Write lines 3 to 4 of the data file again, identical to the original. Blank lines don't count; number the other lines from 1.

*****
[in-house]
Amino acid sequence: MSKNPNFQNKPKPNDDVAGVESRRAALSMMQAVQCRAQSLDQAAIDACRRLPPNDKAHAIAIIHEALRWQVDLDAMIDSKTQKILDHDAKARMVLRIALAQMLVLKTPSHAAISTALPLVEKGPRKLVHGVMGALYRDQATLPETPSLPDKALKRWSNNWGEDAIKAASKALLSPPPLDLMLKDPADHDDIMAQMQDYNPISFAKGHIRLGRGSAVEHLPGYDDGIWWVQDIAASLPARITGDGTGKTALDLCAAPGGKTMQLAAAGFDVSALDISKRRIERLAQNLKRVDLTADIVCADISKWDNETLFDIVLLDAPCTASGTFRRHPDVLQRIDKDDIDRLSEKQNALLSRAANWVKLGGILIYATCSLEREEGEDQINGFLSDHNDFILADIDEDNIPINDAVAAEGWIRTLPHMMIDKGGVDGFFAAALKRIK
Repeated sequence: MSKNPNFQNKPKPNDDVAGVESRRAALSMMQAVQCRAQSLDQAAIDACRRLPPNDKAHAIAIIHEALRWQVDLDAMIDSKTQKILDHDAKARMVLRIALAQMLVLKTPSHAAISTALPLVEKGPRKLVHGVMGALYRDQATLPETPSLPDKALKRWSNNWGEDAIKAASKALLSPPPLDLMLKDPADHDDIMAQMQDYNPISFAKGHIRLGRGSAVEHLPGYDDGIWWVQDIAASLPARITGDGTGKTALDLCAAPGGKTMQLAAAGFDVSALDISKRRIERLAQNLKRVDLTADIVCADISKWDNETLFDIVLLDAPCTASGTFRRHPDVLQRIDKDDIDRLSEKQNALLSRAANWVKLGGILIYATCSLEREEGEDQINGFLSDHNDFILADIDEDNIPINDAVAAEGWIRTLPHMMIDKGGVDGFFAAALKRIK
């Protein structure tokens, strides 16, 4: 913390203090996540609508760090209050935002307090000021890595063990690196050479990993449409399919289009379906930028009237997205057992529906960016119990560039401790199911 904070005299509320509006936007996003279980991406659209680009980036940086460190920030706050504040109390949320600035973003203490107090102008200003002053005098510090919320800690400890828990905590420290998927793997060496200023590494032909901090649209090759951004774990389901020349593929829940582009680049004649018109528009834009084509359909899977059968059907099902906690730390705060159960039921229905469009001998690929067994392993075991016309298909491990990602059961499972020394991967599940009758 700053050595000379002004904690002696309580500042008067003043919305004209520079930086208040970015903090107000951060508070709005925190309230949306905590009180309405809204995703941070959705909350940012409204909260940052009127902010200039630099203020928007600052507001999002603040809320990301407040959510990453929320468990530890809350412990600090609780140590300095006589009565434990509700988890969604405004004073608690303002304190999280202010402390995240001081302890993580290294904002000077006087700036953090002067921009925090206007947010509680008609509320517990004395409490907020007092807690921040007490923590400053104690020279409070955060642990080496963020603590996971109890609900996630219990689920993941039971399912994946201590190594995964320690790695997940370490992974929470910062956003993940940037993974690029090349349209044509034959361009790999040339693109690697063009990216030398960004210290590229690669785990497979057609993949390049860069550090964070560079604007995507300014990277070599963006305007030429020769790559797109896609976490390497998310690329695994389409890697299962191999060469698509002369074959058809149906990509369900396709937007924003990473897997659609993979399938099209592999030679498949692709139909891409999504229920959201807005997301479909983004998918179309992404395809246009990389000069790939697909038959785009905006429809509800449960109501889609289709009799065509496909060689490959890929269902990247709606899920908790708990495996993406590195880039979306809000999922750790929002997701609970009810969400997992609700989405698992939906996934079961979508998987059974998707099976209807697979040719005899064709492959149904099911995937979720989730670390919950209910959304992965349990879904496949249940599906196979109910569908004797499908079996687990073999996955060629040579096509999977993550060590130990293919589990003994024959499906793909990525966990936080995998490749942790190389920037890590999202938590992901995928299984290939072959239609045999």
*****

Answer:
Repeated sequence: MSKNPNFQNKPKPNDDVAGVESRRAALSMMQAVQCRAQSLDQAAIDACRRLPPNDKAHAIAIIHEALRWQVDLDAMIDSKTQKILDHDAKARMVLRIALAQMLVLKTPSHAAISTALPLVEKGPRKLVHGVMGALYRDQATLPETPSLPDKALKRWSNNWGEDAIKAASKALLSPPPLDLMLKDPADHDDIMAQMQDYNPISFAKGHIRLGRGSAVEHLPGYDDGIWWVQDIAASLPARITGDGTGKTALDLCAAPGGKTMQLAAAGFDVSALDISKRRIERLAQNLKRVDLTADIVCADISKWDNETLFDIVLLDAPCTASGTFRRHPDVLQRIDKDDIDRLSEKQNALLSRAANWVKLGGILIYATCSLEREEGEDQINGFLSDHNDFILADIDEDNIPINDAVAAEGWIRTLPHMMIDKGGVDGFFAAALKRIK
């Protein structure tokens, strides 16, 4: 913390203090996540609508760090209050935002307090000021890595063990690196050479990993449409399919289009379906930028009237997205057992529906960016119990560039401790199911 904070005299509320509006936007996003279980991406659209680009980036940086460190920030706050504040109390949320600035973003203490107090102008200003002053005098510090919320800690400890828990905590420290998927793997060496200023590494032909901090649209090759951004774990389901020349593929829940582009680049004649018109528009834009084509359909899977059968059907099902906690730390705060159960039921229905469009001998690929067994392993075991016309298909491990990602059961499972020394991967599940009758 700053050595000379002004904690002696309580500042008067003043919305004209520079930086208040970015903090107000951060508070709005925190309230949306905590009180309405809204995703941070959705909350940012409204909260940052009127902010200039630099203020928007600052507001999002603040809320990301407040959510990453929320468990530890809350412990600090609780140590300095006589009565434990509700988890969604405004004073608690303002304190999280202010402390995240001081302890993580290294904002000077006087700036953090002067921009925090206007947010509680008609509320517990004395409490907020007092807690921040007490923590400053104690020279409070955060642990080496963020603590996971109890609900996630219990689920993941039971399912994946201590190594995964320690790695997940370490992974929470910062956003993940940037993974690029090349349209044509034959361009790999040339693109690697063009990216030398960004210290590229690669785990497979057609993949390049860069550090964070560079604007995507300014990277070599963006305007030429020769790559797109896609976490390497998310690329695994389409890697299962191999060469698509002369074959058809149906990509369900396709937007924003990473897997659609993979399938099209592999030679498949692709139909891409999504229920959201807005997301479909983004998918179309992404395809246009990389000069790939697909038959785009905006429809509800449960109501889609289709009799065509496909060689490959890929269902990247709606899920908790708990495996993406590195880039979306809000999922750790929002997701609970009810969400997992609700989405698992939906996934079961979508998987059974998707099976209807697979040719005899064709492959149904099911995937979720989730670390919950209910959304992965349990879904496949249940599906196979109910569908004797499908079996687990073999996955060629040579096509999977993550060590130990293919589990003994024959499906793909990525966990936080995998490749942790190389920037890590999202938590992901995928299984290939072959239609045999």